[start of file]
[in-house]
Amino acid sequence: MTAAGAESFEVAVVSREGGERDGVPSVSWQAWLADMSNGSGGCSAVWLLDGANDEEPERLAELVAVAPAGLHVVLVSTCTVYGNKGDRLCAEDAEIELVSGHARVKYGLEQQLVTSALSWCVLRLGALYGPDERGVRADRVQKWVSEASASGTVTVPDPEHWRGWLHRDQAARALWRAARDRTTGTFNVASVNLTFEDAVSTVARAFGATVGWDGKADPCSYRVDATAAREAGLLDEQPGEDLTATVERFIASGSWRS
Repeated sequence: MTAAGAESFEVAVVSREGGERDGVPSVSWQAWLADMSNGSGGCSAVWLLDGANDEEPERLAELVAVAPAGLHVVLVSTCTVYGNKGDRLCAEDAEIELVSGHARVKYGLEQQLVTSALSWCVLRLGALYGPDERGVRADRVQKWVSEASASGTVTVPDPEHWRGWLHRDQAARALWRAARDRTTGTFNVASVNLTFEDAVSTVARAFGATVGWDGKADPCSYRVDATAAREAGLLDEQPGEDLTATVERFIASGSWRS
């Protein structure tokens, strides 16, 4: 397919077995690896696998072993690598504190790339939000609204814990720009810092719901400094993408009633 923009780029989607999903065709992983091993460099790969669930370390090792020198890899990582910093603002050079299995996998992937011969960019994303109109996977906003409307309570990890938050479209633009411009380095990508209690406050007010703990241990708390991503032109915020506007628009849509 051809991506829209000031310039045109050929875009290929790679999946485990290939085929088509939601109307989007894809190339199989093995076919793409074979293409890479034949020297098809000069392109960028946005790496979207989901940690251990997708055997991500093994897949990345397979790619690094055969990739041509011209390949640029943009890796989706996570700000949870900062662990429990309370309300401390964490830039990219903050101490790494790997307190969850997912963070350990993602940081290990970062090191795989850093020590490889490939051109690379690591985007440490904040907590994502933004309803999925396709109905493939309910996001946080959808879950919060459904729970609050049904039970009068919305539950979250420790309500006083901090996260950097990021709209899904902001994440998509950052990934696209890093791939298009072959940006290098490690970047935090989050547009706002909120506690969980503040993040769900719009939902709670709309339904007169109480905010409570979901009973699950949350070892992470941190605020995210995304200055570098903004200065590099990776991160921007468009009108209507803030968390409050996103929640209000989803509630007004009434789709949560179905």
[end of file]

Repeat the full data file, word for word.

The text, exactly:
[in-house]
Amino acid sequence: MTAAGAESFEVAVVSREGGERDGVPSVSWQAWLADMSNGSGGCSAVWLLDGANDEEPERLAELVAVAPAGLHVVLVSTCTVYGNKGDRLCAEDAEIELVSGHARVKYGLEQQLVTSALSWCVLRLGALYGPDERGVRADRVQKWVSEASASGTVTVPDPEHWRGWLHRDQAARALWRAARDRTTGTFNVASVNLTFEDAVSTVARAFGATVGWDGKADPCSYRVDATAAREAGLLDEQPGEDLTATVERFIASGSWRS
Repeated sequence: MTAAGAESFEVAVVSREGGERDGVPSVSWQAWLADMSNGSGGCSAVWLLDGANDEEPERLAELVAVAPAGLHVVLVSTCTVYGNKGDRLCAEDAEIELVSGHARVKYGLEQQLVTSALSWCVLRLGALYGPDERGVRADRVQKWVSEASASGTVTVPDPEHWRGWLHRDQAARALWRAARDRTTGTFNVASVNLTFEDAVSTVARAFGATVGWDGKADPCSYRVDATAAREAGLLDEQPGEDLTATVERFIASGSWRS
């Protein structure tokens, strides 16, 4: 397919077995690896696998072993690598504190790339939000609204814990720009810092719901400094993408009633 923009780029989607999903065709992983091993460099790969669930370390090792020198890899990582910093603002050079299995996998992937011969960019994303109109996977906003409307309570990890938050479209633009411009380095990508209690406050007010703990241990708390991503032109915020506007628009849509 051809991506829209000031310039045109050929875009290929790679999946485990290939085929088509939601109307989007894809190339199989093995076919793409074979293409890479034949020297098809000069392109960028946005790496979207989901940690251990997708055997991500093994897949990345397979790619690094055969990739041509011209390949640029943009890796989706996570700000949870900062662990429990309370309300401390964490830039990219903050101490790494790997307190969850997912963070350990993602940081290990970062090191795989850093020590490889490939051109690379690591985007440490904040907590994502933004309803999925396709109905493939309910996001946080959808879950919060459904729970609050049904039970009068919305539950979250420790309500006083901090996260950097990021709209899904902001994440998509950052990934696209890093791939298009072959940006290098490690970047935090989050547009706002909120506690969980503040993040769900719009939902709670709309339904007169109480905010409570979901009973699950949350070892992470941190605020995210995304200055570098903004200065590099990776991160921007468009009108209507803030968390409050996103929640209000989803509630007004009434789709949560179905």